8. Develop an action plan and obtain necessary agreements and resources, such as documentation to ensure that the program will be implemented.
9. Develop methods to monitor progress through surveys and research data. Identify a validated data form (such as EORTC-QOL30) to be used to analyze the quality and coordination of services.
10. Implement the supportive care programs that the hospital elects to establish. 11. Identify volunteers (professional and non-professional) to provide and expand services, and to help reduce costs.

Long-Term Strategies For Program Funding
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The CSCP will assist institutions in the development of a patient-centered supportive care program compatible with the structure and resources of each hospital or cancer center. With initial hospital start-up support, it is hoped that the programs can be initiated, sustained and expanded by obtaining grants through the hospital, community and foundations. The Stanford Cancer Supportive Care Program has shown that with hospital support, donated funds, and corporate grants, a modest cancer supportive care program can be developed based on the institution's own resources and fund raising. Each hospital's plan will include identification of related costs and funding sources to provide this program to patients, families and friends free of cost as possible.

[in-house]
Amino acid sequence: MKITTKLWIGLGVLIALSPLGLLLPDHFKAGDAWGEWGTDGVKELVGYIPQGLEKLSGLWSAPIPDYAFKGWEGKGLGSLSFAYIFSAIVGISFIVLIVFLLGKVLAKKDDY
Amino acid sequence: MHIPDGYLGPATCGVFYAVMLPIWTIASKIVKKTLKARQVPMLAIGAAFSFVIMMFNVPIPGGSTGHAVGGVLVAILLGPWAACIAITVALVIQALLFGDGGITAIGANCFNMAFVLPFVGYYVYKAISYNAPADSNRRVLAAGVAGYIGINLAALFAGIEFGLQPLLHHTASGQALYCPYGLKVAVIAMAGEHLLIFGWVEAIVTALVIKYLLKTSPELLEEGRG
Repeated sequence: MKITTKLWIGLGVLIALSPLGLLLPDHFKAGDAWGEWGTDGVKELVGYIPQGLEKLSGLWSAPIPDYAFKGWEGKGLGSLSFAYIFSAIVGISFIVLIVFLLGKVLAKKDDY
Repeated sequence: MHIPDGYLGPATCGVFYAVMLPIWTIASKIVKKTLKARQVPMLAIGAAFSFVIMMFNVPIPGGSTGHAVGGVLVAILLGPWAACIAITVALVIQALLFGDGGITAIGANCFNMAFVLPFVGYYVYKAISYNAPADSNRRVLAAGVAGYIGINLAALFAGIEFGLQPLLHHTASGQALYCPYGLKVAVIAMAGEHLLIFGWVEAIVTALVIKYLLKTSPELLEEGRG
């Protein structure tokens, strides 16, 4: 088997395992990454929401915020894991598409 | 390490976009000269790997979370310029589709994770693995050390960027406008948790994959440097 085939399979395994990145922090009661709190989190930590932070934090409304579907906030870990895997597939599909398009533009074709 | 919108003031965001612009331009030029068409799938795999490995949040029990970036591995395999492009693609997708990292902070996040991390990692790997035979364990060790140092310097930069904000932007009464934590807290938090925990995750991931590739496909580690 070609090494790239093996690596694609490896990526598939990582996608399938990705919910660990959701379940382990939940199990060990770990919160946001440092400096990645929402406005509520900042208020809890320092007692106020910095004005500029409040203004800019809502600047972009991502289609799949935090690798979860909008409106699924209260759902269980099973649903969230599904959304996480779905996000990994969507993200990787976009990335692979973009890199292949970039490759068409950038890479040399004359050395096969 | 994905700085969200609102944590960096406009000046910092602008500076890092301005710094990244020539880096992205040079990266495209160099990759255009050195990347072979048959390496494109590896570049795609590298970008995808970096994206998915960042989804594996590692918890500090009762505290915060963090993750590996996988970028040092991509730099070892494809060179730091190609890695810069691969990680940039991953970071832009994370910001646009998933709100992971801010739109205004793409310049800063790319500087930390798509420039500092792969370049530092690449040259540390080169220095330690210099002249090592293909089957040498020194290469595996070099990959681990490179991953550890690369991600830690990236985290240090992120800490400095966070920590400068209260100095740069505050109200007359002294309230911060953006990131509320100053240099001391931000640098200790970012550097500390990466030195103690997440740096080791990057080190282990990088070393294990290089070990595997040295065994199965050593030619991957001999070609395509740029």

The program requires a part-time coordinator, and a medical social worker, nutritionist, and physical therapist for one to two hours per week. In most cases, these costs could be included in hospital budgets. As another alternative, the hospital/cancer center could donate a few hours of staff time (medical social worker, physical therapist and nutritionist) to initiate the program.

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Most hospitals that provide cancer care offer at least some supportive services. The CSCP patient-centered model is unique and flexible. It can be modified depending on the available resources to meet the needs of each hospital/cancer center in that it strives for an integrative total patient care program to improve the quality of life for both patient and family.

CSCP programs are currently implemented at the Center for Integrative Medicine at Stanford University Hospitals and Clinics, the San Francisco Kaiser Permanente Hospital, and the Oakland Kaiser Permanente Hospital. Program development is underway at other institutions nationally and internationally.